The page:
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Steel Finishing: Hot Working

Steel Finishing Hot rolled process

The hot mill squeezes slabs which are the most common type of semi-finished steel. Traditional slabs measure 10 inches thick and 30-85 inches wide (an average about 20 feet long), while the output of the recently developed "thin slab" casters is approximately two inches thick. Subsequent to casting, slabs are sent to the hot-strip mill to be rolled into coiled sheet and plate products.

 

Following hot working, steel goes through a “pickling” process. Pickling is a chemical process whereby steel is run through a progressive series of tanks. Chemicals in the tanks remove oxidation and impurities from the surface of the product. Hydrochloric acid is a common chemical compound used in pickling.

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Steel Finishing: Cold Working

Steel Finishing Wold working process
 

Finished steel, typical of the grades used in G.L. Huyett’s manufacturing, are cold rolled (or cold drawn) after being pickled. Cold finishing, as the process is generally referred to, involves running the hot rolled pickled and oil product through a series of progressive dies or rollers at room temperature. The effect of such work stretches the steel, which creates a permanent increase in the hardness, strength, and finish of the product.

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Mill Formed Steel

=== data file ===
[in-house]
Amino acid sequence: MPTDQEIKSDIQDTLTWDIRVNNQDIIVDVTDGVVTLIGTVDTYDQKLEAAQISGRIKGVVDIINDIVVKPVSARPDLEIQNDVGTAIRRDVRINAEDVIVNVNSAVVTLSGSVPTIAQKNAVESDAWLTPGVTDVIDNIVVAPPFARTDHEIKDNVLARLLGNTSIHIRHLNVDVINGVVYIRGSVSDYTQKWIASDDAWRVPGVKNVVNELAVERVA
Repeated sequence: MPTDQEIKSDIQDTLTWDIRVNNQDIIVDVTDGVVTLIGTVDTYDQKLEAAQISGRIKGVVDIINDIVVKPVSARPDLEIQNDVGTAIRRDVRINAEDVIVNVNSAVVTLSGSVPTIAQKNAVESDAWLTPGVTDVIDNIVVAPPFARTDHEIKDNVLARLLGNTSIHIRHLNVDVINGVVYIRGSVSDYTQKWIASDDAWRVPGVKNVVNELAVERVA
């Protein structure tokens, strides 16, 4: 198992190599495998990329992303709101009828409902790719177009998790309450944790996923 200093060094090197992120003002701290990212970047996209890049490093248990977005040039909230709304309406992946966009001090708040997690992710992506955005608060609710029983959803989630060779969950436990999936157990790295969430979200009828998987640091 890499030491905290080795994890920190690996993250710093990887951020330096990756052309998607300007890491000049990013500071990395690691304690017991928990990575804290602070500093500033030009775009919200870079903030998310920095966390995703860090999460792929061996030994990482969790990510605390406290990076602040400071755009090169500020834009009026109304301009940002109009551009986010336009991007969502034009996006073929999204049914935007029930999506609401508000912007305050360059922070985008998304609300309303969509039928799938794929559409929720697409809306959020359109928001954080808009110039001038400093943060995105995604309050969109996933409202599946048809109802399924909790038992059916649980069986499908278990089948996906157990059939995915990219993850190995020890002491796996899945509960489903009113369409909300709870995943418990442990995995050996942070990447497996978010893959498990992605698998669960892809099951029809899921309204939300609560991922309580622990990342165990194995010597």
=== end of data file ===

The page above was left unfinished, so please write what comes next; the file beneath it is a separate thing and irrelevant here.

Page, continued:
Steel Finishing process basics

The rolling mill uses dies, or progressive sets of dies to create shapes or final-dimensioned sizes. Keystock steel, or bright steel, possesses the finest shapes and sizes. Bars are typically bead-blasted following rolling to increase brightness and surface perfection.

 

Cold finished steel is typically ready to be used for manufacturing finished goods, but in some cases, additional processes are performed. For G.L. Huyett keystock, bars are bead blasted to create a “bright steel” that is free of surface imperfections that could cause problems when inserted in a keyway.

Other grades such as Blue Tempered (also known as “Blue Clock”), which is used to manufacture shims, are heat treated and ground for finer tolerances and hardened finishes.

Steel must be handled carefully after manufacturing so that straightness tolerances are maintained and surface imperfections are not created. Proper storage from the elements must be used (including when shipping on a truck) to minimize corrosion. Finally, steel must be handled carefully during loading and unloading so that bars are not bent, warped, or “pinged” on the sides. Particularly for keystock, it is important that edges be sharp, straight, and true to ease installation into the keyway.